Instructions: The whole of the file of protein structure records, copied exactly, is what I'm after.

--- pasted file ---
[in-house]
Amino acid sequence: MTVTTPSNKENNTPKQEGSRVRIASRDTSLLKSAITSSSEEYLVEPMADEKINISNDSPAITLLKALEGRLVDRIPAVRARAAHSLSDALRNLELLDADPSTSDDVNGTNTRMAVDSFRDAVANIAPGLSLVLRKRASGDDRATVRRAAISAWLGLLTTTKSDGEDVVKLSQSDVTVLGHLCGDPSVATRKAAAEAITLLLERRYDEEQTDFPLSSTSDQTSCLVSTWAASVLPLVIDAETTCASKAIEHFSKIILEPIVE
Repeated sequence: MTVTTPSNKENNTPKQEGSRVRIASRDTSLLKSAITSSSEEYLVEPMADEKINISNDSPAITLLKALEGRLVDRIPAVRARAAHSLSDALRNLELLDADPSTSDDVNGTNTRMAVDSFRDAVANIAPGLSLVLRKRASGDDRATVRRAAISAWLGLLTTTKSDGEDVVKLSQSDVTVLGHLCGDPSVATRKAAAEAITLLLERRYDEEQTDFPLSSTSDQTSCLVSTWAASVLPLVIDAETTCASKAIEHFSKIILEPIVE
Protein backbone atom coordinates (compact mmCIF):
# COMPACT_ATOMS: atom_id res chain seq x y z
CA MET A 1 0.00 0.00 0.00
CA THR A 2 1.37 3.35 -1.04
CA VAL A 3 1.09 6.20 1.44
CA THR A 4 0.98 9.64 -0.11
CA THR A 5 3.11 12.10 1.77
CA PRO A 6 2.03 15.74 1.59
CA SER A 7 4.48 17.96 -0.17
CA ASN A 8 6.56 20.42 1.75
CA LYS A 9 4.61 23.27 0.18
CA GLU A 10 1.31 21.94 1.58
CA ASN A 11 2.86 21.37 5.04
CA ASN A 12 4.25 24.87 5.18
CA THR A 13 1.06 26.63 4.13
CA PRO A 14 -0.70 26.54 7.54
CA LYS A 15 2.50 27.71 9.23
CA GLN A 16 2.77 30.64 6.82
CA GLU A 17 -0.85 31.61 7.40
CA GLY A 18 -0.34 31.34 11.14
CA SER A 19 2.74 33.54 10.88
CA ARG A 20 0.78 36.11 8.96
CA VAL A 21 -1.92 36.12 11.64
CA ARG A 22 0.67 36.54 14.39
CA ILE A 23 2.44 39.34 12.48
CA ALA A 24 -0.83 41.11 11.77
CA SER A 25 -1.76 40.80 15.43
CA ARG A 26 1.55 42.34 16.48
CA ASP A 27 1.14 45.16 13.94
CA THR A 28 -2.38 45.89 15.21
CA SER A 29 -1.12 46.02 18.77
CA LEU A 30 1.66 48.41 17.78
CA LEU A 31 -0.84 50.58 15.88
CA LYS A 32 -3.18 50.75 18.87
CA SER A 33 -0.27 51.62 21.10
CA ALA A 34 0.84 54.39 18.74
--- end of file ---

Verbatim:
[in-house]
Amino acid sequence: MTVTTPSNKENNTPKQEGSRVRIASRDTSLLKSAITSSSEEYLVEPMADEKINISNDSPAITLLKALEGRLVDRIPAVRARAAHSLSDALRNLELLDADPSTSDDVNGTNTRMAVDSFRDAVANIAPGLSLVLRKRASGDDRATVRRAAISAWLGLLTTTKSDGEDVVKLSQSDVTVLGHLCGDPSVATRKAAAEAITLLLERRYDEEQTDFPLSSTSDQTSCLVSTWAASVLPLVIDAETTCASKAIEHFSKIILEPIVE
Repeated sequence: MTVTTPSNKENNTPKQEGSRVRIASRDTSLLKSAITSSSEEYLVEPMADEKINISNDSPAITLLKALEGRLVDRIPAVRARAAHSLSDALRNLELLDADPSTSDDVNGTNTRMAVDSFRDAVANIAPGLSLVLRKRASGDDRATVRRAAISAWLGLLTTTKSDGEDVVKLSQSDVTVLGHLCGDPSVATRKAAAEAITLLLERRYDEEQTDFPLSSTSDQTSCLVSTWAASVLPLVIDAETTCASKAIEHFSKIILEPIVE
Protein backbone atom coordinates (compact mmCIF):
# COMPACT_ATOMS: atom_id res chain seq x y z
CA MET A 1 0.00 0.00 0.00
CA THR A 2 1.37 3.35 -1.04
CA VAL A 3 1.09 6.20 1.44
CA THR A 4 0.98 9.64 -0.11
CA THR A 5 3.11 12.10 1.77
CA PRO A 6 2.03 15.74 1.59
CA SER A 7 4.48 17.96 -0.17
CA ASN A 8 6.56 20.42 1.75
CA LYS A 9 4.61 23.27 0.18
CA GLU A 10 1.31 21.94 1.58
CA ASN A 11 2.86 21.37 5.04
CA ASN A 12 4.25 24.87 5.18
CA THR A 13 1.06 26.63 4.13
CA PRO A 14 -0.70 26.54 7.54
CA LYS A 15 2.50 27.71 9.23
CA GLN A 16 2.77 30.64 6.82
CA GLU A 17 -0.85 31.61 7.40
CA GLY A 18 -0.34 31.34 11.14
CA SER A 19 2.74 33.54 10.88
CA ARG A 20 0.78 36.11 8.96
CA VAL A 21 -1.92 36.12 11.64
CA ARG A 22 0.67 36.54 14.39
CA ILE A 23 2.44 39.34 12.48
CA ALA A 24 -0.83 41.11 11.77
CA SER A 25 -1.76 40.80 15.43
CA ARG A 26 1.55 42.34 16.48
CA ASP A 27 1.14 45.16 13.94
CA THR A 28 -2.38 45.89 15.21
CA SER A 29 -1.12 46.02 18.77
CA LEU A 30 1.66 48.41 17.78
CA LEU A 31 -0.84 50.58 15.88
CA LYS A 32 -3.18 50.75 18.87
CA SER A 33 -0.27 51.62 21.10
CA ALA A 34 0.84 54.39 18.74